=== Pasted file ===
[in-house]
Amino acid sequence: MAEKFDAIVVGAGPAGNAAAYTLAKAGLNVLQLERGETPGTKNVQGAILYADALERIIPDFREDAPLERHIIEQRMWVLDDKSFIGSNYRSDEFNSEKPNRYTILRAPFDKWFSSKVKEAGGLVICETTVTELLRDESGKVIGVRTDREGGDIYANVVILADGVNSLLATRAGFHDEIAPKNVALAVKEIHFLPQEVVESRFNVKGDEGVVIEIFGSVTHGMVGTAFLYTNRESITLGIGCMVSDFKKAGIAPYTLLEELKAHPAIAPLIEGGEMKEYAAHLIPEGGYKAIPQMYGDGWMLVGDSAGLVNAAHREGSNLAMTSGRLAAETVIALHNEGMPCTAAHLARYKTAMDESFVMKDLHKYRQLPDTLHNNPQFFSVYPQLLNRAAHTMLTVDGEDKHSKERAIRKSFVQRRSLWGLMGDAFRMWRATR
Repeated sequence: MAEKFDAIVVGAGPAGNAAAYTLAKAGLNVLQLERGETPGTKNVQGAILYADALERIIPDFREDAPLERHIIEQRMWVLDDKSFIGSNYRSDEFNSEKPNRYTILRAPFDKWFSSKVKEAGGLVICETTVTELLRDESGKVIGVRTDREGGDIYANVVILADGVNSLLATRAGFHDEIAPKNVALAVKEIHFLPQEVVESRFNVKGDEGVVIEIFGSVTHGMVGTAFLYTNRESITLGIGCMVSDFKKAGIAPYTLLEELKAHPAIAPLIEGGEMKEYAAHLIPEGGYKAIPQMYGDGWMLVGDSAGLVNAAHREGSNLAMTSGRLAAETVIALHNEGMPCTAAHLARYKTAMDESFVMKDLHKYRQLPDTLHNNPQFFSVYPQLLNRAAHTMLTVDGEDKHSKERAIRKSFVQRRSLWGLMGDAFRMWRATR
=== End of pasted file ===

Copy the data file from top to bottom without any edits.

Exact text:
[in-house]
Amino acid sequence: MAEKFDAIVVGAGPAGNAAAYTLAKAGLNVLQLERGETPGTKNVQGAILYADALERIIPDFREDAPLERHIIEQRMWVLDDKSFIGSNYRSDEFNSEKPNRYTILRAPFDKWFSSKVKEAGGLVICETTVTELLRDESGKVIGVRTDREGGDIYANVVILADGVNSLLATRAGFHDEIAPKNVALAVKEIHFLPQEVVESRFNVKGDEGVVIEIFGSVTHGMVGTAFLYTNRESITLGIGCMVSDFKKAGIAPYTLLEELKAHPAIAPLIEGGEMKEYAAHLIPEGGYKAIPQMYGDGWMLVGDSAGLVNAAHREGSNLAMTSGRLAAETVIALHNEGMPCTAAHLARYKTAMDESFVMKDLHKYRQLPDTLHNNPQFFSVYPQLLNRAAHTMLTVDGEDKHSKERAIRKSFVQRRSLWGLMGDAFRMWRATR
Repeated sequence: MAEKFDAIVVGAGPAGNAAAYTLAKAGLNVLQLERGETPGTKNVQGAILYADALERIIPDFREDAPLERHIIEQRMWVLDDKSFIGSNYRSDEFNSEKPNRYTILRAPFDKWFSSKVKEAGGLVICETTVTELLRDESGKVIGVRTDREGGDIYANVVILADGVNSLLATRAGFHDEIAPKNVALAVKEIHFLPQEVVESRFNVKGDEGVVIEIFGSVTHGMVGTAFLYTNRESITLGIGCMVSDFKKAGIAPYTLLEELKAHPAIAPLIEGGEMKEYAAHLIPEGGYKAIPQMYGDGWMLVGDSAGLVNAAHREGSNLAMTSGRLAAETVIALHNEGMPCTAAHLARYKTAMDESFVMKDLHKYRQLPDTLHNNPQFFSVYPQLLNRAAHTMLTVDGEDKHSKERAIRKSFVQRRSLWGLMGDAFRMWRATR